KVASINY, Czech Republic -- Skoda has built its Roomster the way the youngest member of a large family often puts together an outfit – with a mix of donations from older siblings.
The five-seat small minivan is built on a composite platform cobbled from Skoda and parent VW group modules. The front end is based on the small-segment Skoda Fabia; the rear end comes from the first-generation Octavia lower-medium model; and a chunk in the center is supplied by the current Golf.
Skoda technical chief Harald Ludanek says the Roomster is the first Skoda to be developed using VWs modular philosophy. The process allows several distinct models to be developed off the same platform without major engineering changes.
This enables new ideas for future cars or segments, he said.
With its streamlined parallelogram motif incorporated throughout the car, including headlights, side windows and interior door handles, the Roomster is the most overtly styled Skoda in decades. Indeed, Britain magazine Auto Express calls it probably the most innovative car Skoda has produced in its history.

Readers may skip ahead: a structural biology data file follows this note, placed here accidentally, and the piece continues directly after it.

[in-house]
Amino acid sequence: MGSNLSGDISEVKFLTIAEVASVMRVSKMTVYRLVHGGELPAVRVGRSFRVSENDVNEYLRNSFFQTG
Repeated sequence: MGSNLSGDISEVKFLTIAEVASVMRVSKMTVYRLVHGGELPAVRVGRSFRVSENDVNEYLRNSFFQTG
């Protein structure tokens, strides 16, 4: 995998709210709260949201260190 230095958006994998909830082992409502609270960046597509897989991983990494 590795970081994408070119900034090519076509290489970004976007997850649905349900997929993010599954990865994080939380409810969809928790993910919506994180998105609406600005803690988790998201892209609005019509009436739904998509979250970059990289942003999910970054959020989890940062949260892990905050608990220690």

Skoda Chairman Detlef Wittig says the Roomster demonstrates that the Czech automaker, more known for sturdy engineering than for break-the-mold styling, also knows how to pack emotion into a design.
The Roomster concept is rational, yet the design is emotional, he said at the minivans press introduction in Prague in May.
An internal bike holder and oversized panoramic sunroof are offered as options on the Roomster.
The bike holder, which was designed and is manufactured by Skoda, runs parallel to the back edge of the luggage compartment and clips onto the car frame.
This was not a late addition, Ludanek said. This has been crash tested and was integrated into the Roomster design from the very beginning.
The sunroof is supplied by ArvinMeritor. Sunroof selection determines the placement of support ribs and the size of the top metal roof panel. Factory sources say nearly half of all Roomsters are being ordered with the option, which costs E630.
Skoda builds the Roomster in Kvasiny, Czech Republic factory alongside the Superb large car. Skoda plans to make 350 Roomsters a day once three shifts are added later this year.
You may e-mail Lyle Frink at [email protected]